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    \$\begingroup\$ @NautArch It can be that, sure. I agree 100%. (Beer and pretzel games are fun!) But it's not guaranteed to be that ...which I think is the major thesis of this reply. I have a few different ideas in my head on this matter, but today I am not long on solving someone else's relationship problems via my awesome internet powers. I have a game to DM later and I need to focus on that. And I think ruff has touched on a few core points. \$\endgroup\$ Nov 5, 2020 at 20:31
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Have a Talk With the Players

Talking to your players is one of the most important parts of the game. It makes sure that everyone is having a good time and feeling comfortable. Talking to these players would likely be a good idea, as well as possibly asking them to flesh out their characters (specifically their personalities), if the first solution is to roll the dice or smash heads.

Lines and Veils

This is something I've used in many roleplaying games, and it's very effective. Dungeons and Dragons doesn't seem to go over it as much, but it would definitely be useful for a game primarily based in dark fantasy.

  • Lines: Lines are things that do not happen during the game. Lines I've used in games have been sexual assault, harm to children, and flesh-eating worms.
  • Veils: Veils can happen, but they aren't discussed in detail. For veils, I've often put down torture, eye injuries, and sexual scenes. When something like that would happen, my group has just skipped over it, said "it happened, that's it, we aren't going into detail", or cut to black.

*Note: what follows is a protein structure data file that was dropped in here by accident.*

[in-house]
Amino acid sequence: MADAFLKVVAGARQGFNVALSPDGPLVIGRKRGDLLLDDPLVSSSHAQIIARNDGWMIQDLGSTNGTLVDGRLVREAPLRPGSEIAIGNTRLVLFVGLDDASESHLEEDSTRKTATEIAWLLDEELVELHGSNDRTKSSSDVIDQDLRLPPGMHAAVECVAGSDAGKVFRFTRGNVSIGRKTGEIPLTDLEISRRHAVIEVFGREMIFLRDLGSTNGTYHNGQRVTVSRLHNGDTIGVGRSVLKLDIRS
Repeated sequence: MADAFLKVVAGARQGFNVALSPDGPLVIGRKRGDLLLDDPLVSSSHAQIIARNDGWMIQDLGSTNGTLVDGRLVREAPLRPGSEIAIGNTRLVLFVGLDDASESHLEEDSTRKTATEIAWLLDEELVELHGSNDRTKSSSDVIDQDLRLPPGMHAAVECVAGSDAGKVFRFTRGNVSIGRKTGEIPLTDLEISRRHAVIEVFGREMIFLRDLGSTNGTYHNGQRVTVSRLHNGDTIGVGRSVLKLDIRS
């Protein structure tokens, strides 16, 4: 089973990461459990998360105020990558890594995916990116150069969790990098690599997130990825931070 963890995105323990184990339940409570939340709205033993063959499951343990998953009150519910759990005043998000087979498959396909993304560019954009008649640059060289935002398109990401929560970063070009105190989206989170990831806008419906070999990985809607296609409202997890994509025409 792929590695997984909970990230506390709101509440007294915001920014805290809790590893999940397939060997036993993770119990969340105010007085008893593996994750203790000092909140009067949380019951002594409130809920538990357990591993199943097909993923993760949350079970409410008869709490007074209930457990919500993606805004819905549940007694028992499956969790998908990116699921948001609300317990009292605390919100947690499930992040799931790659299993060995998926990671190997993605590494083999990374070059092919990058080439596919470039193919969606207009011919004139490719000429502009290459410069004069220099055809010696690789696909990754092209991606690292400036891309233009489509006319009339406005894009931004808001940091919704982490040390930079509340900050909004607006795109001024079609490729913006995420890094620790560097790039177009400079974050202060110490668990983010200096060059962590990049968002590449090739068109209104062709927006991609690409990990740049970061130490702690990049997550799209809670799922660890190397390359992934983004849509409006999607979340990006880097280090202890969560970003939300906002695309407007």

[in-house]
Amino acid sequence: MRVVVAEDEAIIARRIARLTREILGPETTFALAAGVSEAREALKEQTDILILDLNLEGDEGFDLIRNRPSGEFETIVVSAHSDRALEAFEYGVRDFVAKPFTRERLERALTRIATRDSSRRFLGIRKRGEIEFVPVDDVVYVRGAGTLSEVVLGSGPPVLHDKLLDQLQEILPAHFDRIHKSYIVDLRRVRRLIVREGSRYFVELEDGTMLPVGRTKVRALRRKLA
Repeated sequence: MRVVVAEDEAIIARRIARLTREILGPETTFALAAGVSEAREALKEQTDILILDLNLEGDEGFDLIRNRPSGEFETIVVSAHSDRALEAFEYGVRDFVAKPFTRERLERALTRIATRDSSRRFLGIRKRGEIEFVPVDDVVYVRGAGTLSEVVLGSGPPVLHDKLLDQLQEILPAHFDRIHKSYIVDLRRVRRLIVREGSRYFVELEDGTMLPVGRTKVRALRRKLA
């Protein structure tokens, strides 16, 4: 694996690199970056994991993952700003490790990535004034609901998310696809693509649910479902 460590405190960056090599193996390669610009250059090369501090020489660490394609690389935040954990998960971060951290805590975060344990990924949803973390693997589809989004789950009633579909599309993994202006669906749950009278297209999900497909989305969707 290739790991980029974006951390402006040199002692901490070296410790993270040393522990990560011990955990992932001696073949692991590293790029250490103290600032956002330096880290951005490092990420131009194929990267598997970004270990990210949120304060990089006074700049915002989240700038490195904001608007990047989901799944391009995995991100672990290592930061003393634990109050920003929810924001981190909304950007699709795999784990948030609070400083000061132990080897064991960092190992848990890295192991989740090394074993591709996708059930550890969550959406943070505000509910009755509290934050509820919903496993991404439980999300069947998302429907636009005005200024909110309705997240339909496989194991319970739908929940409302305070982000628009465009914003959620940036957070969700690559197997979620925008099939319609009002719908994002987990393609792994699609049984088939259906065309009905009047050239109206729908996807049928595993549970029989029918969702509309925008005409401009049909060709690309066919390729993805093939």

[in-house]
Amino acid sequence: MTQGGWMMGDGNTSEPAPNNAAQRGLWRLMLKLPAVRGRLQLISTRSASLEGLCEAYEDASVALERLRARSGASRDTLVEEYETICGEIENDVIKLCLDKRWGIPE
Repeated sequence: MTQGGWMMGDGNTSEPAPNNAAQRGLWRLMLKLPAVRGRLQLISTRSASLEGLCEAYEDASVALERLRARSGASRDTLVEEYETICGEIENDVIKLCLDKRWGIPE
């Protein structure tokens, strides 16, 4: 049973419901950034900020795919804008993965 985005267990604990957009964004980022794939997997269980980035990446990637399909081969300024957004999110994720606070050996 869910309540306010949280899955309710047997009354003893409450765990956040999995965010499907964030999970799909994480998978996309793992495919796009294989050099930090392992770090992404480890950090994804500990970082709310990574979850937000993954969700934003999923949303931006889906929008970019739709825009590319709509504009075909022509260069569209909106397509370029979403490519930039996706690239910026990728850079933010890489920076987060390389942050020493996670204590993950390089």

The X-Card

Another safety tool I've implemented in my games but never actually had to use (likely due to the lines and veils already in play), the X-Card can be used any time someone wants to add a new line or veil. If something is happening that is making a player character (or the GM!) uncomfortable, you can X-Card it. "No, I don't want my character being tortured," "No, I don't want you to go into detail on this subject."

Note that the X-Card is to keep everyone comfortable, not to get out of taking damage.

Play With a Different Group

Not all players are right for each group. If all else fails, try starting a new group with the players that work for your style of GMing. Remember, players and GMs have to work together in order to make the game fun for everyone.

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  • \$\begingroup\$ "flesh-eating worms" I hope you're not planning on playing any official adventure that Rot Grubs appear in, then. WotC has no problems including flesh-eating parasitic worms as a hazard for PCs to overcome. \$\endgroup\$
    – nick012000
    Jan 13 at 2:19
  • \$\begingroup\$ i believe that learning about the existence of rot grubs was what made that a common line for me \$\endgroup\$
    – Ren
    Jan 14 at 1:21